Presentation on theme: "The economic crisis and the EWC Dr. Werner Altmeyer Sibiu, 07.10.2010."— Presentation transcript:
The economic crisis and the EWC Dr. Werner Altmeyer Sibiu,
Agenda 1. Problems during crisis 2. Some figures: Multinationals with EWC 3. EWC Intercultural Experiences 4. Information and Consultation provision to the EWC 5. EWC in Practice 6. Examples of transnational agreements
Problems during crisis Accelerated transnational restructuring, mergers and acquisitions How to safeguarde employment and skills? How to safeguarde sites and branch offices? The reality: 50% of all European works councils are not consulted before a transnational restructuring decision is made public What is „consultation“ about? How strong is the link between national and European works councils?
Multinationals with EWC EWC Directive 1994 EU Directive 1996 national laws 1999 Art. 15 Revision 2004 initiative 2009 new EU Directive 2011 new national laws Art.13 Art ~ 2.300
Delegates from new Member states 961 EWC bodies currently active, more than 20,000 delegates 209 EWC bodies including one or more representatives from a new EU member state (2004) 41 EWC bodies including one or more representatives from a new EU member state (2007) - Bulgaria and Romania 24 EWC bodies including one or more representatives from EU applicant countries (Croatia, Macedonia, Turkey) Data source: European Trade Union Institute, EWC database, July 2010
A “ typical “ EWC today 23 members, increasing number from 9 countries, one third from host country 5 management representatives involved Select committee of 5 members 2 plenary meetings a year (ordinary + extraordinary) over two days 3 select committee one–day meetings a year 3 out of 10 EWCs have mixed working groups on specific issues Source: Evelyne Pichot, European Commission
EWC Intercultural Experiences Betriebsrat + Gewerkschaften Works council + trade unions Comité d´entreprise + syndicats Betriebsrat Works council Comité d´entreprise Gewerkschaften Trade unions Syndicats
Mediterranean model „Germanic“ model Anglo-Saxon model Transformation model Scandinavian model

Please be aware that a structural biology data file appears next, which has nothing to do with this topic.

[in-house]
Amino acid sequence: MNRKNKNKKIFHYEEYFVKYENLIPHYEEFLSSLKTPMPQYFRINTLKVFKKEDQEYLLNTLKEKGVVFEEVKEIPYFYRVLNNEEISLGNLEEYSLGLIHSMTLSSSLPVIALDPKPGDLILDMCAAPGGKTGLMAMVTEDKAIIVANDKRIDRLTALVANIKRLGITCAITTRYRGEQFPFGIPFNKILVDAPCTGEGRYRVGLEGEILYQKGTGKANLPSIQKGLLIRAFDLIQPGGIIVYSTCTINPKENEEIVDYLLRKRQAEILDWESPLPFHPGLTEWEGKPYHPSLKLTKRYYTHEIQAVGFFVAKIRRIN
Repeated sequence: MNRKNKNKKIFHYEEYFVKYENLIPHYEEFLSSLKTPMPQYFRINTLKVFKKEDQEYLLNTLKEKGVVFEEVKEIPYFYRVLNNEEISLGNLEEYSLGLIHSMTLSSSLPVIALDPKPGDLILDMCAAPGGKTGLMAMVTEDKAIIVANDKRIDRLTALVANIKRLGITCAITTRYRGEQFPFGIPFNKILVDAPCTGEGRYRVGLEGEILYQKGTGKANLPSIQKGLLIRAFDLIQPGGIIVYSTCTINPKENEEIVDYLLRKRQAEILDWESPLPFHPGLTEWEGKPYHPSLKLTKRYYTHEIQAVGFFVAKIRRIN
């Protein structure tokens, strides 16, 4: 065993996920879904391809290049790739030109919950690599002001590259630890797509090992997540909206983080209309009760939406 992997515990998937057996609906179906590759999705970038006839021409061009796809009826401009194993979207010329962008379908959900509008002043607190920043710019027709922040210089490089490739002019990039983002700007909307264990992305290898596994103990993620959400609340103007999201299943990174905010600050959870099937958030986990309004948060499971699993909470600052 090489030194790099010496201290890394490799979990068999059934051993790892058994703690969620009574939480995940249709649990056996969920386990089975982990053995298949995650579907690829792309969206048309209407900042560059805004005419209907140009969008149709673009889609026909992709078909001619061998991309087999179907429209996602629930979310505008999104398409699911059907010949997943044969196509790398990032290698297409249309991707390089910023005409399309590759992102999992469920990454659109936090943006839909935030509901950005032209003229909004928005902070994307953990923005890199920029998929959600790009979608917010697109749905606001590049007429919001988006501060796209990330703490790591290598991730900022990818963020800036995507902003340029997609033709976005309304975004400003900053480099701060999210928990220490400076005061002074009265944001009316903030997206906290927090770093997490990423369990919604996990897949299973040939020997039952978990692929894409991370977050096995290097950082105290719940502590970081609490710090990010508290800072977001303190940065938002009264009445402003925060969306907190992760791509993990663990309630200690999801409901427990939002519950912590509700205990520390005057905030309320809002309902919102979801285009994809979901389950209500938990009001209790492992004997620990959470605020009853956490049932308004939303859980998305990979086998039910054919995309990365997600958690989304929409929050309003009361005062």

Alcatel-Lucent December 2006: merger Alcatel (F) and Lucent Technologies (USA) Consequence: 12,500 jobs are on the list of cuts March 2007: European protest day April 2007: French jugdes draw up criterias November 2009: Day of action in six European countries. Some support was also given from US employees. Since the merger of the two former companies in December 2006, four restructuring programmes have been carried out up to now and thousands of jobs dismantled.
Alcatel-Lucent The employer must present to the EWC the following: a precise, figured report on the reasons for closure, shift and merger of business activities a precise, figured exposition of the calculation method and the elements which were used for the calculation of the alleged staff overhang the number of planned job cuts, and to be more precise for every division and for every country, separated into employee categories exact and figured grounds for this distribution and the time schedule for the planned downsizing This information must be „complete and precise enough, to explain the development of the employment on an European level to the EWC and to allow for an exchange of views and dialog with the management in view of full knowledge of the facts“.
Gaz de France November 2006: EWC stops the merger with the Suez group by interim injunction January 2008: the highest French court confirms the decision → Supervisory and administrative boards of multinational companies can not decide to merge with other companies until the consultation of the EWC has taken place in due form and wasn't completed correctly in all details. A financial analysis is also part of the procedure by consultancy firms which the EWC selects itself. The judges give an independent participation right to the EWC, independently of participation rights in individual countries. Highlight of a number of verdicts in France which strengthen the meaning of transnational employee representations